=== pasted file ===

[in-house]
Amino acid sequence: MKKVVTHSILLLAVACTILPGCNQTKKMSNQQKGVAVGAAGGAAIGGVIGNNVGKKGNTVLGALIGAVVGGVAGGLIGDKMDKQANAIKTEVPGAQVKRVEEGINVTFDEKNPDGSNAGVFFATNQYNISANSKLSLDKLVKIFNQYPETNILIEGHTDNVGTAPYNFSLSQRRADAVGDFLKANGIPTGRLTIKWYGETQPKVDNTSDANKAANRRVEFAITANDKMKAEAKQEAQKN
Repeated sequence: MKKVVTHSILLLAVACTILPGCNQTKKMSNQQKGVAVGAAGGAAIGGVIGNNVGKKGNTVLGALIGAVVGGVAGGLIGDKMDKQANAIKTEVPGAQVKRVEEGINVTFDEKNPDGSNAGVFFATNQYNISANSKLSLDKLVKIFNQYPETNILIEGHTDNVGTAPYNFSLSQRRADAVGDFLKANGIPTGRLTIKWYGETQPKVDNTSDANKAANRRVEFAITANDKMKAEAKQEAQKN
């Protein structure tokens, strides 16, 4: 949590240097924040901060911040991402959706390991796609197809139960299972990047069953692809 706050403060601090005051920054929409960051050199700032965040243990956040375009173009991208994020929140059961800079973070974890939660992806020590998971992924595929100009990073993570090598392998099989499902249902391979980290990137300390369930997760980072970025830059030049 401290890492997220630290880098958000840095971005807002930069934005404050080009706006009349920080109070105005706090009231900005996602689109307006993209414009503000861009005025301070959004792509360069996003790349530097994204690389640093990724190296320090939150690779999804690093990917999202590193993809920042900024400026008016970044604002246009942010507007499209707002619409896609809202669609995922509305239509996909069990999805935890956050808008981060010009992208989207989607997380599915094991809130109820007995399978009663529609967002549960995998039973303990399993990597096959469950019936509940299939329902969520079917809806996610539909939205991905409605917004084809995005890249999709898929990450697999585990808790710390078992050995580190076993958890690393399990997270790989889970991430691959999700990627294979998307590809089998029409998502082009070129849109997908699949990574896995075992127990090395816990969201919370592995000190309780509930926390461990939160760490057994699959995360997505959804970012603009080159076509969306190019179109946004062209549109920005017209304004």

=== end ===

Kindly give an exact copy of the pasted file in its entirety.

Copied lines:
[in-house]
Amino acid sequence: MKKVVTHSILLLAVACTILPGCNQTKKMSNQQKGVAVGAAGGAAIGGVIGNNVGKKGNTVLGALIGAVVGGVAGGLIGDKMDKQANAIKTEVPGAQVKRVEEGINVTFDEKNPDGSNAGVFFATNQYNISANSKLSLDKLVKIFNQYPETNILIEGHTDNVGTAPYNFSLSQRRADAVGDFLKANGIPTGRLTIKWYGETQPKVDNTSDANKAANRRVEFAITANDKMKAEAKQEAQKN
Repeated sequence: MKKVVTHSILLLAVACTILPGCNQTKKMSNQQKGVAVGAAGGAAIGGVIGNNVGKKGNTVLGALIGAVVGGVAGGLIGDKMDKQANAIKTEVPGAQVKRVEEGINVTFDEKNPDGSNAGVFFATNQYNISANSKLSLDKLVKIFNQYPETNILIEGHTDNVGTAPYNFSLSQRRADAVGDFLKANGIPTGRLTIKWYGETQPKVDNTSDANKAANRRVEFAITANDKMKAEAKQEAQKN
């Protein structure tokens, strides 16, 4: 949590240097924040901060911040991402959706390991796609197809139960299972990047069953692809 706050403060601090005051920054929409960051050199700032965040243990956040375009173009991208994020929140059961800079973070974890939660992806020590998971992924595929100009990073993570090598392998099989499902249902391979980290990137300390369930997760980072970025830059030049 401290890492997220630290880098958000840095971005807002930069934005404050080009706006009349920080109070105005706090009231900005996602689109307006993209414009503000861009005025301070959004792509360069996003790349530097994204690389640093990724190296320090939150690779999804690093990917999202590193993809920042900024400026008016970044604002246009942010507007499209707002619409896609809202669609995922509305239509996909069990999805935890956050808008981060010009992208989207989607997380599915094991809130109820007995399978009663529609967002549960995998039973303990399993990597096959469950019936509940299939329902969520079917809806996610539909939205991905409605917004084809995005890249999709898929990450697999585990808790710390078992050995580190076993958890690393399990997270790989889970991430691959999700990627294979998307590809089998029409998502082009070129849109997908699949990574896995075992127990090395816990969201919370592995000190309780509930926390461990939160760490057994699959995360997505959804970012603009080159076509969306190019179109946004062209549109920005017209304004």